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Publication numberWO2011062761 A1
Publication typeApplication
Application numberPCT/US2010/055228
Publication date26 May 2011
Filing date3 Nov 2010
Priority date19 Nov 2009
Also published asCN102695552A, CN102695552B, EP2501456A1, US20110252970
Publication numberPCT/2010/55228, PCT/US/10/055228, PCT/US/10/55228, PCT/US/2010/055228, PCT/US/2010/55228, PCT/US10/055228, PCT/US10/55228, PCT/US10055228, PCT/US1055228, PCT/US2010/055228, PCT/US2010/55228, PCT/US2010055228, PCT/US201055228, WO 2011/062761 A1, WO 2011062761 A1, WO 2011062761A1, WO-A1-2011062761, WO2011/062761A1, WO2011062761 A1, WO2011062761A1
InventorsDavid Charles Jones, Junaid A. Siddiqui
ApplicantE. I. Du Pont De Nemours And Company
Export CitationBiBTeX, EndNote, RefMan
External Links: Patentscope, Espacenet
Filtration media for high humidity environments
WO 2011062761 A1
Abstract
The invention is directed to a nanofiber that contains at least one moisture sensitive polymer. The fiber also contains nanoparticles of a hydrogen bonding material incorporated into the body of the fiber. The hydrogen bonding material is present in an amount corresponding to greater than 2% of the polymer weight and the nanofiber has a mean fiber diameter measured along its length of less than one micron. Also included are filter media made form nanowebs of the fiber.
Claims  (OCR text may contain errors)
CLAIMS We claim:
1 . A nanofiber comprising at least one moisture sensitive polymer and essentially spherical nanoparticles of a hydrogen bonding material incorporated into the body of the fiber, wherein the material is present in an amount corresponding to greater than 2% of the polymer weight and the nanofiber has a mean fiber diameter measured along its length of less than one micron.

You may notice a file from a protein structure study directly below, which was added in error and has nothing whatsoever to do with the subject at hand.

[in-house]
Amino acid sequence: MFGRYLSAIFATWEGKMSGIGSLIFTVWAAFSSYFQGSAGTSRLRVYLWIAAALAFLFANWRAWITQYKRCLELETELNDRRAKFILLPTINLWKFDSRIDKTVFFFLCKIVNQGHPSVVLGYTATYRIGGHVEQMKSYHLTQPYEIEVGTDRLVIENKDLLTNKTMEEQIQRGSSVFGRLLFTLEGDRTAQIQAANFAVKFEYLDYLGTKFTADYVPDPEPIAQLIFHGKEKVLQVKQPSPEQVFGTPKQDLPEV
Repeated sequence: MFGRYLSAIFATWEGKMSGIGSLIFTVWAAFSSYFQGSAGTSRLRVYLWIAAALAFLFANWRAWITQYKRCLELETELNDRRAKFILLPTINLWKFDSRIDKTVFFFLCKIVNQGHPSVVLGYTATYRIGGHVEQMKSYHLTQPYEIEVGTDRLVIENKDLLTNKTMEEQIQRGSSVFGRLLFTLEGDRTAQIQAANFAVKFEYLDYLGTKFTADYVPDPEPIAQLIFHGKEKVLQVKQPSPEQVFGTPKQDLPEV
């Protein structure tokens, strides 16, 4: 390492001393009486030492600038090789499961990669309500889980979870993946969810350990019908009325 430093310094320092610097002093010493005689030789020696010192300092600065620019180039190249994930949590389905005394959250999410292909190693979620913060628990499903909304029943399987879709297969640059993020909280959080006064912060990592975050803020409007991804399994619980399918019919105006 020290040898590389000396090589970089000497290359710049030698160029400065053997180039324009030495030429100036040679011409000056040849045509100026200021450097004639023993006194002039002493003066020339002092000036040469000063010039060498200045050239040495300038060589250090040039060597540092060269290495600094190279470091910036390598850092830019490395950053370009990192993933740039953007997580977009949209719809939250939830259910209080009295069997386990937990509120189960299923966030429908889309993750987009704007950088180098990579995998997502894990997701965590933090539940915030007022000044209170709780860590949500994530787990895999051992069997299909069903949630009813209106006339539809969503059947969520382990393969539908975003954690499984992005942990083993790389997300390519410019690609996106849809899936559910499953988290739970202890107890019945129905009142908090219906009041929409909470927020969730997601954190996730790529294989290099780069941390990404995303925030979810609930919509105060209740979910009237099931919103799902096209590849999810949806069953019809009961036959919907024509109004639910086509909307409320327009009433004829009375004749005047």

2. The nanofiber of claim 1 in which the moisture sensitive polymer is selected from the group consisting of polyacetal, polyamide, polyester, cellulose ether, cellulose ester, polyalkylene sulfide, polyarylene oxide, polysulfone, modified polysulfone polymers and mixtures thereof,
poly(vinylchloride), polymethylmethacrylate, and polyvinylalcohol in crosslinked and non-crosslinked forms.
3. The nanofiber of claim 1 in which the material is selected from the group consisting of silica, alumina, zirconia, and an organic polymer.
4. The nanofiber of claim 1 in which the material is present in an amount corresponding to greater than 2.5% of the polymer weight.
5. The nanofiber of claim 1 in which the material is present in an amount corresponding to greater than 3% of the polymer weight.
6. The nanofiber of claim 1 in which the material is present in an amount corresponding to greater than 4% of the polymer weight.
7. The nanofiber of claim 1 in which the material is present in an amount corresponding to greater than 5% of the polymer weight.